With NUNE, I realized that if I didn’t make commercially viable films, I would just be preaching to the choir by making art that speaks to other artists. It’s important to me that I begin to serve others—through my creativity, and film and art is a great way to do it. And the best way to do it is to make it marketable, otherwise, no one will ever see it. This was a delicate balance but the choice was right because the fan viewership has been really rewarding. It shows me that the only real reason to make films is to offer healing to society.
This may contradict my love for art for art’s sake, but in a capitalistic society, everything, including art, must be a “product” in order to get noticed. The art is still there–it just has to be more giving to what the public can handle. Failing to play this game defeats the goal of giving something precious to the world. But it has taken me many years to understand Art vs. Commerce.
The two have always been polarized and many artists struggle with this problem. I came to understand it from a spiritual point of view by recognizing that both sides can be negative. The negative art world tells you money is bad—and if you love it, you are not an artist. The commerce world tells you art is bad—because if art can’t sell, you’re not a successful artist. It gets more elusive when artists earn million of dollars for a piece of shit they stroke on a canvas. It gets elusive when a multi-million budget commercial film rigged with A-listers calls the movie “truly independent.” So you see, the devil wears both faces. One white, the other in shadow. They alternate. They weave illusions to trap and destroy you in a narrow cause. That is why the topic is spiritual because it’s all about liberation.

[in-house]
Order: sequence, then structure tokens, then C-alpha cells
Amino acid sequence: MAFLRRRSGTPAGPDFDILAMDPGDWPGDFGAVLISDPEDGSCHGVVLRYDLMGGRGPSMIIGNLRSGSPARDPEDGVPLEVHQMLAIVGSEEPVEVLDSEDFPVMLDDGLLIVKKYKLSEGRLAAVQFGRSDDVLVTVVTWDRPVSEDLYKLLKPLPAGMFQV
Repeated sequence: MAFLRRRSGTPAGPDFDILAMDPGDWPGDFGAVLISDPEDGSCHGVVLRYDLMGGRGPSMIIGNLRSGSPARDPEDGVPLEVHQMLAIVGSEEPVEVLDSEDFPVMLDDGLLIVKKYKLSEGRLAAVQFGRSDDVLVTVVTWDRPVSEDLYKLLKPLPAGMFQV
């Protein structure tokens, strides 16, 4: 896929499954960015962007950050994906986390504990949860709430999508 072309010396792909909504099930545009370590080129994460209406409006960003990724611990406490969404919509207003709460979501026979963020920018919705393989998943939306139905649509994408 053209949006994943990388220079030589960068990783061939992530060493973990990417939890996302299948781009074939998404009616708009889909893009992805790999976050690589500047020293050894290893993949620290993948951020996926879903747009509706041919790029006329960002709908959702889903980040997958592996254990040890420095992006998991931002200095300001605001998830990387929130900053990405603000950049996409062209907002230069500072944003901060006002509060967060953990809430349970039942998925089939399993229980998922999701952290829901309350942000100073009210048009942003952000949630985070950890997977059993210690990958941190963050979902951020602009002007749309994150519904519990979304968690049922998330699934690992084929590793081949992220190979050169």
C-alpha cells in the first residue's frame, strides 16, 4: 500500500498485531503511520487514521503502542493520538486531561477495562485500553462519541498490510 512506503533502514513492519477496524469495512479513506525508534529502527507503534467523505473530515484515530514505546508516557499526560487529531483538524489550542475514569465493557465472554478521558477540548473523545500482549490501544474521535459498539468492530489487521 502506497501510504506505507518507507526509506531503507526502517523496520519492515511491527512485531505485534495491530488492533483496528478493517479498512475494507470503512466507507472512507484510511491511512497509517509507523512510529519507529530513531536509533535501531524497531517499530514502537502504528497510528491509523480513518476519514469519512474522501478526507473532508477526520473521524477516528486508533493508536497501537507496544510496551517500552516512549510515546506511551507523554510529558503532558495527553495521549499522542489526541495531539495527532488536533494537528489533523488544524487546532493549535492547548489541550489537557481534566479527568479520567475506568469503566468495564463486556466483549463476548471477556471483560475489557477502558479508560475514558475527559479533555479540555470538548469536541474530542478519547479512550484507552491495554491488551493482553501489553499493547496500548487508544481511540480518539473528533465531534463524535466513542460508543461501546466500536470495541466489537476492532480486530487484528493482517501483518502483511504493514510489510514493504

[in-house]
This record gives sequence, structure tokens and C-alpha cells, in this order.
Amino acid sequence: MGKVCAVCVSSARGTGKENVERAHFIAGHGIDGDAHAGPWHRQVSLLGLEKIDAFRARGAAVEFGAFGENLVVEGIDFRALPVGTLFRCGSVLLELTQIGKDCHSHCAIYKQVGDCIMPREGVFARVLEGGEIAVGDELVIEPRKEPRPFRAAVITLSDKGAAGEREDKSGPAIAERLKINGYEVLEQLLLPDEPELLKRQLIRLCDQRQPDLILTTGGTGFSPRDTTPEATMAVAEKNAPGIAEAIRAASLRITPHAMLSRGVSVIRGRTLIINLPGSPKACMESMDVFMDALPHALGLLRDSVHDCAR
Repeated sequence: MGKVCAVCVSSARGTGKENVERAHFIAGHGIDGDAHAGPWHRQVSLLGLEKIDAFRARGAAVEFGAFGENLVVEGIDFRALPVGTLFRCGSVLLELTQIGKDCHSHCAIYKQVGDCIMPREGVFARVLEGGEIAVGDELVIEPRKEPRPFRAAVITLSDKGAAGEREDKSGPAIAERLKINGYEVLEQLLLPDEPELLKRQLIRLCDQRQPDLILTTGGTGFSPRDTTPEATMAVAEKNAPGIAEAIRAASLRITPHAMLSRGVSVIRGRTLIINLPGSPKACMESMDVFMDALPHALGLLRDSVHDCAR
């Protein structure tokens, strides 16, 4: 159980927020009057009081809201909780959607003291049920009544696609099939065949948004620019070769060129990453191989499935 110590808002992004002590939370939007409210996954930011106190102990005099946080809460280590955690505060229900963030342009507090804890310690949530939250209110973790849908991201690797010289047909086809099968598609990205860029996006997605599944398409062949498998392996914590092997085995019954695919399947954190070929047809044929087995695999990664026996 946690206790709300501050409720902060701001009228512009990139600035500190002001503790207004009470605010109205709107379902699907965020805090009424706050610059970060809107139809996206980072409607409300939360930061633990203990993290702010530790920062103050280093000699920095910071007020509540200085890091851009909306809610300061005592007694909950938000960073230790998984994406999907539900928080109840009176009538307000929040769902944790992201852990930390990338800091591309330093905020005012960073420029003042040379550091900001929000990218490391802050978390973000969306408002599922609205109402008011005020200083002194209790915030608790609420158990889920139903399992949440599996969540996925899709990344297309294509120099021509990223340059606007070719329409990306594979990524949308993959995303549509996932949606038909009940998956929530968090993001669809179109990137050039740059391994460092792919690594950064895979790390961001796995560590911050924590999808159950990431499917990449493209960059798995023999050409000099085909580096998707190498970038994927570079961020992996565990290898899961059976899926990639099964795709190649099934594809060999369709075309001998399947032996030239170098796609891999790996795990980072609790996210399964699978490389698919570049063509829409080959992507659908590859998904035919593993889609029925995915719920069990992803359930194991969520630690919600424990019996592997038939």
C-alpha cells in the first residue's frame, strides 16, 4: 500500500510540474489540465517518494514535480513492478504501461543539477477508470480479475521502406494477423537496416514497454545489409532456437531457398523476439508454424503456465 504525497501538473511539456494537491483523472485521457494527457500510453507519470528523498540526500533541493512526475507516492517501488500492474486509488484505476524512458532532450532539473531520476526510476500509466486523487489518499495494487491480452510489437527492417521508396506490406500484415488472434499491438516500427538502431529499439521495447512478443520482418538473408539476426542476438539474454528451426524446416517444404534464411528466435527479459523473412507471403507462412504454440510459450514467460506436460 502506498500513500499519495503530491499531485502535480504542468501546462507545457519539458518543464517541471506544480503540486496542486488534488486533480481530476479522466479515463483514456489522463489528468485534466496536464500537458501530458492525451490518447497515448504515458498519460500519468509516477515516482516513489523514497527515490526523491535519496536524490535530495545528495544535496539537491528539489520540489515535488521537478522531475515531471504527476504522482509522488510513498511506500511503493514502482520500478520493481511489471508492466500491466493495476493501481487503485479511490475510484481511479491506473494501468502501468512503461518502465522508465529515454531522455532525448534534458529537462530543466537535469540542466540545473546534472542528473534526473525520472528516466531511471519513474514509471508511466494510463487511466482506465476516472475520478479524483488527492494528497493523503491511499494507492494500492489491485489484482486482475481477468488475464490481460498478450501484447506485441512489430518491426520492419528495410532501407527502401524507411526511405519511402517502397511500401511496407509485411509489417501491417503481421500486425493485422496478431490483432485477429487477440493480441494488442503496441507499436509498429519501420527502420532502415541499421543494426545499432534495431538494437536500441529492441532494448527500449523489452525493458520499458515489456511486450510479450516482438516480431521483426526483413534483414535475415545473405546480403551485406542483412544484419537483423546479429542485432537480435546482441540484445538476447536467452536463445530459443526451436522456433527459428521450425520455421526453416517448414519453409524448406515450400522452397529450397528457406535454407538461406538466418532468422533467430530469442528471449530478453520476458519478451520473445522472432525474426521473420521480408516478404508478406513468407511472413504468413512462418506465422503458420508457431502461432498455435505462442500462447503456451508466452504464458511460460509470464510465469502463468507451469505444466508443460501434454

Once I saw the negativity, I worked toward freeing myself from it. As result, I ended up in a sort of “no man’s land.” My work is too stylistically arthouse to be commercial, and it is too commercial to taken seriously by the art scene. I had to disconnect from the avant-garde world I used to know because I’m an enemy now: I went from making weird abstract work to commercial narrative fiction. One thing remains consistent: my work remains pure regardless of the approach.